Abuse of Ministerial Authority, Systemic Perjury, and Obstruction of Justice: Corruption in the Shadows of Organizational Practice [Book Review]

Journal of Business Ethics 102 (4):537-562 (2011)
Abstract
Organizational corruption has recently attracted considerable scholarly attention, especially since its devastating effects following recent major corporate scandals, the worldwide economic crisis of 2009, and the current European Union monetary crisis. This paper is based on the analysis of three distinct, yet contextually related, case studies in a European Union member state: (a) an incident of corruption by a minister in an adjudicative role, (b) widespread financial misreporting and perjury within an organization, and (c) abuse of due process and obstruction of justice by civil servants within a ministry. These cases serve to illustrate, for the first time, Aguilera and Vadera’s (in J Bus Ethics 77:431–449, 2008 ) framework of organizational corruption, which relates distinct types of a corrupter’s opportunity, motivation, and justification with the type of corruption present in the organization. Furthermore, the data suggest how the framework may be extended and reveal conceptual issues that require reconciliation. This study attempts such reconciliations and offers some suggestions on how the findings may be utilized by policy reformers or corruption controllers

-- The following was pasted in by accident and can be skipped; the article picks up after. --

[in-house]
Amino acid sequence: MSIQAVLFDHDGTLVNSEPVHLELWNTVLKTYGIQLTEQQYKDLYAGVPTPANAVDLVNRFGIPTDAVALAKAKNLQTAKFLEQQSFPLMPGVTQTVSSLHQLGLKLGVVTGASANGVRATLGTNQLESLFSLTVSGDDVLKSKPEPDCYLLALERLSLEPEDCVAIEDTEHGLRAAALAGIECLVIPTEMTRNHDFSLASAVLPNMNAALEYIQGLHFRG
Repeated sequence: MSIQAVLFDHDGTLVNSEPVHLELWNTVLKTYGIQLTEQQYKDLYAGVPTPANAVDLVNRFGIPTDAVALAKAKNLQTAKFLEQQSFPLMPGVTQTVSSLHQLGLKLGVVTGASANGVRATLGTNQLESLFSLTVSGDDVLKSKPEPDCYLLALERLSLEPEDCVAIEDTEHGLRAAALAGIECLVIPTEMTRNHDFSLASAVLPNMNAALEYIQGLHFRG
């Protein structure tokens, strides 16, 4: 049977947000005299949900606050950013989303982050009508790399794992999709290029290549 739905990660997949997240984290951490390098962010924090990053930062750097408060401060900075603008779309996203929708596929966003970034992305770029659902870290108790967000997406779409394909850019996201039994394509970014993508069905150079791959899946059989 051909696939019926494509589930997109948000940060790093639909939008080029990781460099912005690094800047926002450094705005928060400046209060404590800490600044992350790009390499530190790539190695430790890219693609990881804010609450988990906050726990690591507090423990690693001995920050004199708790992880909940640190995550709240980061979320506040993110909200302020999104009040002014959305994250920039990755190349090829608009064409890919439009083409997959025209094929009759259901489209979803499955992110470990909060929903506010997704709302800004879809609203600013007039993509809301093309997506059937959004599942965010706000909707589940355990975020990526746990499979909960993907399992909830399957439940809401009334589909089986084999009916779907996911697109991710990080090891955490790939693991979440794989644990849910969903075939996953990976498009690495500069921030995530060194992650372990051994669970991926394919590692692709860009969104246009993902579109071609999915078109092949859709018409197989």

Keywords authority  organizational corruption  opportunity  motivation  justification  political corruption  bureaucratic corruption
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References found in this work BETA
Antonio Argandoña (2003). Private-to-Private Corruption. Journal of Business Ethics 47 (3):253 - 267.
Antonio Argandoña (1998). The Stakeholder Theory and the Common Good. Journal of Business Ethics 17 (9-10):1093-1102.

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